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Researchers from Sweden's Umeå University have determined that breastfeeding increases a certain species of oral bacteria, and these oral bacteria inhibit the growth of pathogenic bacteria that infect gums and cause dental decay.
The researchers tested 133 infants who were born through vaginal delivery. The researchers conducted saliva and oral bacteria sampling on the infants after four months of age. Of the total group, 40 of the infants were breastfed, while 90 were fed by formula.
Of those fed by formula, 43 were given standard breastmilk formula while the rest were given a formula supplemented with milk fat globule membrane fractions.
The researchers then analyzed the oral cavity sampling and found that about a third (34%) of the breastfed babies' saliva contained significant lactobacilli counts – meaning strains of bacteria of the genus Lactobacillus.
In comparison, less than 5% of the infants fed the standard formula had colonized lactobacilli, while about 9% of the infants given the supplemented formula colonized lactobacilli.
After closer analysis, the researchers found that among the different Lactobacillus species, L. gasseri was the most prevalent to colonize among the oral cavities of the infants occupying 88% of their lactobacilli species.
The researchers studied the L. gasseri species found most prevalent among the saliva of the breastfed infants. They determined that these species of L. gasseri inhibited several microorganisms known to cause dental decay, gum disease, ear infections and other oral-sinus infections. These include the species Streptococcus mutans, Candida albicans, Streptococcus sobrinus, Actinomyces naeslundii, Actinomyces oris, and Fusobacterium nucleatum.
The researchers concluded:
"Lactobacilli colonized the oral cavity of breastfed infants significantly more frequently than formula-fed infants. The dominant Lactobacillus was L. gasseri, which was detected at higher levels in breastfed than formula-fed infants and displayed probiotic traits in vitro."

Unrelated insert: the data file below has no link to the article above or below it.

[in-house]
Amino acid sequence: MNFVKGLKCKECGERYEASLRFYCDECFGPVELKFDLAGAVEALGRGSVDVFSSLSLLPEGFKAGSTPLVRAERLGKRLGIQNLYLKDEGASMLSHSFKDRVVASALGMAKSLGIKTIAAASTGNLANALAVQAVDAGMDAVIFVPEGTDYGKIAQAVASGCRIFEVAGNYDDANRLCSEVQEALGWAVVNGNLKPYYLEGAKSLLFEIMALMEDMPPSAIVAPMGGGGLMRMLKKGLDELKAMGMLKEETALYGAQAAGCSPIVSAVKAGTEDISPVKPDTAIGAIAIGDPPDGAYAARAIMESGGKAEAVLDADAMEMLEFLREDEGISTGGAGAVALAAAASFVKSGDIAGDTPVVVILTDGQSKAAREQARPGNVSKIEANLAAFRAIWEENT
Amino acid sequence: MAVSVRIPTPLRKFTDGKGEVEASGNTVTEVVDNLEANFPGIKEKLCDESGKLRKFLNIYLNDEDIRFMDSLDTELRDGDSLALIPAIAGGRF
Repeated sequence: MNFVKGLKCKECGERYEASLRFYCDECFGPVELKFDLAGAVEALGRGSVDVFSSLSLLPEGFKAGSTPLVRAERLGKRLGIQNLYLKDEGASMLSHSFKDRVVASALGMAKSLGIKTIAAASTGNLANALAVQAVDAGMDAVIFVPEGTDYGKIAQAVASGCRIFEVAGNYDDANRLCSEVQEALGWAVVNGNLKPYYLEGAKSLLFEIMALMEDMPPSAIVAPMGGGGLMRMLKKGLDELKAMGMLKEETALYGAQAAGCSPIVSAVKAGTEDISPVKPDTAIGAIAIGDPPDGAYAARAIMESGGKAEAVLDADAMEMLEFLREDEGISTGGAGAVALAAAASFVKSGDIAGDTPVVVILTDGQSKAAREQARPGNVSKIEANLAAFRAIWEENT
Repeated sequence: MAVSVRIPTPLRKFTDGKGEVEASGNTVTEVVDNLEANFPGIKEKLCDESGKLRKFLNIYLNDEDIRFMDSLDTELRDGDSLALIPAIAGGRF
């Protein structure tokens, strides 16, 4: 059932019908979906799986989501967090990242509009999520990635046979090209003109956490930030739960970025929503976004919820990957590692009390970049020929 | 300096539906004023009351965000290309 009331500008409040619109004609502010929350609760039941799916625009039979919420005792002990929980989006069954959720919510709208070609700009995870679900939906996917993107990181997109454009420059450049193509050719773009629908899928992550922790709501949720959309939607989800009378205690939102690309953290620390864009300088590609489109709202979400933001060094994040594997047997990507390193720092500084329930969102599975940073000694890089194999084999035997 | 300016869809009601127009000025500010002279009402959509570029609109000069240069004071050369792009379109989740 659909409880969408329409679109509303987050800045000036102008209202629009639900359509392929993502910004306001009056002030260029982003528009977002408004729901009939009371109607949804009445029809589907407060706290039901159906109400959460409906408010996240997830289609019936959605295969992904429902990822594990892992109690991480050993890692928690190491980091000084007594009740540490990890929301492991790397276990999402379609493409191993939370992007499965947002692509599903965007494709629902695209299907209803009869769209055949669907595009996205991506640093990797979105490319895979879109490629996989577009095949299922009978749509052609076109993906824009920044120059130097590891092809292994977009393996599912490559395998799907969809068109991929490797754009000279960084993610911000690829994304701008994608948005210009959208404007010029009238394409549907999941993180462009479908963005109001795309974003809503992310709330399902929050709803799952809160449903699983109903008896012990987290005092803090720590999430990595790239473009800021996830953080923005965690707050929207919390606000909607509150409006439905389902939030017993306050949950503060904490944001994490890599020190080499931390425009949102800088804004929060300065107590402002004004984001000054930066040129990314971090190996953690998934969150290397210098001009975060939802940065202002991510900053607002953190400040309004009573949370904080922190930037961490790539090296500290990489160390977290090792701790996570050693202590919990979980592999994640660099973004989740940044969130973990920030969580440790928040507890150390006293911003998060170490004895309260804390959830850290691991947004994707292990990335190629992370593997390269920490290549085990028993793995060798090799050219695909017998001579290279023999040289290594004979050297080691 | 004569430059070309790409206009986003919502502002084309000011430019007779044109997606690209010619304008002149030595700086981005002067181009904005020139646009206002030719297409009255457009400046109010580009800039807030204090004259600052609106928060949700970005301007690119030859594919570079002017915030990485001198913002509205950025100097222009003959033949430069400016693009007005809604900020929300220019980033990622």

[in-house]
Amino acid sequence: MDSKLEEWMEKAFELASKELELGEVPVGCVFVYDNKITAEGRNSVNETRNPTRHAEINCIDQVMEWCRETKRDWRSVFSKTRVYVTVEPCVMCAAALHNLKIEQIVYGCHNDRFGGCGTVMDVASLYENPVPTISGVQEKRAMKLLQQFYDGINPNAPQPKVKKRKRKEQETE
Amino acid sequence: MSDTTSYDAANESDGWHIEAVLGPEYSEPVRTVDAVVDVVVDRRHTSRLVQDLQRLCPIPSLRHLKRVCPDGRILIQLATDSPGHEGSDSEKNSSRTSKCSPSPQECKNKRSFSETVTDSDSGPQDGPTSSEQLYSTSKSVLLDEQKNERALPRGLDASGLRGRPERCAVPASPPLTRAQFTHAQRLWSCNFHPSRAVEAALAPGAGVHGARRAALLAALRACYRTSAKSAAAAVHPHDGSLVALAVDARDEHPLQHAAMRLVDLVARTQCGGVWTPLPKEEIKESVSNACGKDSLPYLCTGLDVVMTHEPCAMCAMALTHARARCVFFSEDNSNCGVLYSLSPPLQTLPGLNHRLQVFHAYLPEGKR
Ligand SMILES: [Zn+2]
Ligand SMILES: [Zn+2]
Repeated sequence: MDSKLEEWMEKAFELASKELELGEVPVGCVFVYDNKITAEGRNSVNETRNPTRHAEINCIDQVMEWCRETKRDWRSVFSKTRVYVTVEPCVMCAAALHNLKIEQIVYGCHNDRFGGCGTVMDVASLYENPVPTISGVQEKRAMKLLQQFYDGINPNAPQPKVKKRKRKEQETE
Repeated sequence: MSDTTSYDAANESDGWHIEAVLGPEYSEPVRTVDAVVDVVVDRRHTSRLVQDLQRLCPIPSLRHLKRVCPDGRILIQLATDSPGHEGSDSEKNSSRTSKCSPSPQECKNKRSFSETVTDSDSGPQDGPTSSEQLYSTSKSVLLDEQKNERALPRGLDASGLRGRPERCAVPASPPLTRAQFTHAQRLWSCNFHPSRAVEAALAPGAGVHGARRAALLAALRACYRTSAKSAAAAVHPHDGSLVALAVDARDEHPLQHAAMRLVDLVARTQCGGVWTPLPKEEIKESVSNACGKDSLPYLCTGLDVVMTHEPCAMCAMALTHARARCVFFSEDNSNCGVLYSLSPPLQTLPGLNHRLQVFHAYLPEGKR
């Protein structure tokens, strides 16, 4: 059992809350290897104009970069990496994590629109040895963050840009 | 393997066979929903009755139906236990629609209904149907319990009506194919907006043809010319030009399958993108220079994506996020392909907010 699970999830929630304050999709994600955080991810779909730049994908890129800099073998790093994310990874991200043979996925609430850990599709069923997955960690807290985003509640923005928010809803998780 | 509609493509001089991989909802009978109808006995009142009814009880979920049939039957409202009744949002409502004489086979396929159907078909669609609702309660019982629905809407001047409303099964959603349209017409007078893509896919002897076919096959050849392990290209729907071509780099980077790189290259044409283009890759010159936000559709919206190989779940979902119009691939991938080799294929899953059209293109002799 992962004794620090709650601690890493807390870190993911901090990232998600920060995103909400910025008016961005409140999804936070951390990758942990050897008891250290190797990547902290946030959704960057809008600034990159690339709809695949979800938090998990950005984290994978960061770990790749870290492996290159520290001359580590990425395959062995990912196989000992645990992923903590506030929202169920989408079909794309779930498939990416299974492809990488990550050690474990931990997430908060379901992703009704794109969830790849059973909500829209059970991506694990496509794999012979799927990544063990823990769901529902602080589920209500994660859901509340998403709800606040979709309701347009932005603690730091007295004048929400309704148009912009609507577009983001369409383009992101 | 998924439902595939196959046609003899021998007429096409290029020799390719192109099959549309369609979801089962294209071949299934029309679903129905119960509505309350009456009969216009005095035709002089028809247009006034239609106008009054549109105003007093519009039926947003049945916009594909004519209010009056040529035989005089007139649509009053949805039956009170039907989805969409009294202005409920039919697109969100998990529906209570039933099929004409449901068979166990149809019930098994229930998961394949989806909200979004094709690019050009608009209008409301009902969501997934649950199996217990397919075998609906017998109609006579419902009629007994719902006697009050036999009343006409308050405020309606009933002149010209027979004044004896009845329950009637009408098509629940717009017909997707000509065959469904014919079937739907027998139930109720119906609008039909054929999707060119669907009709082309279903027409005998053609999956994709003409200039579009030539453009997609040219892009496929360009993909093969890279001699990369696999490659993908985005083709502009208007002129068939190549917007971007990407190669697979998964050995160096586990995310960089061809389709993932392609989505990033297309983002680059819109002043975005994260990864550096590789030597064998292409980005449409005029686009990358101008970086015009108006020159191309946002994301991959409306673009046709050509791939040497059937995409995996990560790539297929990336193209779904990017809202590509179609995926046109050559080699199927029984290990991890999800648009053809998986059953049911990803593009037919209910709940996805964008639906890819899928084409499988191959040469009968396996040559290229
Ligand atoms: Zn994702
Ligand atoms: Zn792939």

Furthermore, the researchers found that the saliva of the breastfed infants allowed for greater adhesion of the L. gasseri, allowing them to colonize in greater numbers following breastfeeding years.
This of course also indicates that the breastfed infants were more likely to better colonize L. gasseri within the intestines. Other research has shown that L. gasseri lower levels of disease-causing enzymes in the intestines. They also produce antibiotics that resist the growth of pathogenic bacteria within the intestines. Studies have found that L. gasseri inhibit the growth of Clostridium difficile, for example.
The researchers noted their research did not investigate the reason why 2/3 of the mothers did not supply Lactobacillus gasseri-rich breast milk as they fed their babies.
Other research indicates there are clear differences in probiotic colonization between individuals. And there are definitely choices we make that can significantly decrease our probiotic colonies. Furthermore, other research has proven methods to increase probiotic colonization once lost – both in the oral cavity and elsewhere. This goes for anyone, including breastfeeding mothers.
Vestman NR, Timby N, Holgerson PL, Kressirer CA, Claesson R, Domellöf M, Öhman C, Tanner AC, Hernell O, Johansson I. Characterization and in vitro properties of oral lactobacilli in breastfed infants. BMC Microbiol. 2013 Aug 15;13:193. doi: 10.1186/1471-2180-13-193.
Enoz M, Sevinc I, Lapeña JF. Bacterial and fungal organisms in otitis externa patients without fungal infection risk factors in Erzurum, Turkey. Braz J Otorhinolaryngol. 2009 Sep-Oct;75(5):721-5.